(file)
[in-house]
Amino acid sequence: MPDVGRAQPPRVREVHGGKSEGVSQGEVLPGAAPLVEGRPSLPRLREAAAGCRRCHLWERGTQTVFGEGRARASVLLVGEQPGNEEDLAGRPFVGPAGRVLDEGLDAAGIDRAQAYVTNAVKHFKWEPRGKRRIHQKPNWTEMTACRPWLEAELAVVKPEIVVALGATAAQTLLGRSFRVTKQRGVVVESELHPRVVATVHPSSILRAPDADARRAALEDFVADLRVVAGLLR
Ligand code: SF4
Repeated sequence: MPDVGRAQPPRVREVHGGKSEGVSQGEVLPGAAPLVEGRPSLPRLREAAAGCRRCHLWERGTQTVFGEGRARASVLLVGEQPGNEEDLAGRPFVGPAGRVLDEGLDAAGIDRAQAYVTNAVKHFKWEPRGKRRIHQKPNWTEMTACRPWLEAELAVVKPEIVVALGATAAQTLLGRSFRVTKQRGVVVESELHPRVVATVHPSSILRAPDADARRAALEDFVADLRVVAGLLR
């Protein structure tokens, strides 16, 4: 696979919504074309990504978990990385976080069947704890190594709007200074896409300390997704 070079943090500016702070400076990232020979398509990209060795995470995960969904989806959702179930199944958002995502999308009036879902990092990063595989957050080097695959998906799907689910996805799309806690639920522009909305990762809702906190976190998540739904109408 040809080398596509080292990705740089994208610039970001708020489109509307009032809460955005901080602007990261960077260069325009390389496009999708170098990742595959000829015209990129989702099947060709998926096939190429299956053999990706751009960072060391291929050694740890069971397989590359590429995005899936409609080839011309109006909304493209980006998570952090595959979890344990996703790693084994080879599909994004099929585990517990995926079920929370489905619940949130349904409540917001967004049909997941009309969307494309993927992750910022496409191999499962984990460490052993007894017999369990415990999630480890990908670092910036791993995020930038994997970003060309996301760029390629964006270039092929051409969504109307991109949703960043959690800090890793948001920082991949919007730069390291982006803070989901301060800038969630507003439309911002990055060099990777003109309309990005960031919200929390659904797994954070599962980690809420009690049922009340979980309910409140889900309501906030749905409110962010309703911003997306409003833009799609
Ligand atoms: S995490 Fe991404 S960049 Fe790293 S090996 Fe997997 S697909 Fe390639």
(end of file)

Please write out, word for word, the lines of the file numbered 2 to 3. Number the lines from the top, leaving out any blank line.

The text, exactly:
Amino acid sequence: MPDVGRAQPPRVREVHGGKSEGVSQGEVLPGAAPLVEGRPSLPRLREAAAGCRRCHLWERGTQTVFGEGRARASVLLVGEQPGNEEDLAGRPFVGPAGRVLDEGLDAAGIDRAQAYVTNAVKHFKWEPRGKRRIHQKPNWTEMTACRPWLEAELAVVKPEIVVALGATAAQTLLGRSFRVTKQRGVVVESELHPRVVATVHPSSILRAPDADARRAALEDFVADLRVVAGLLR
Ligand code: SF4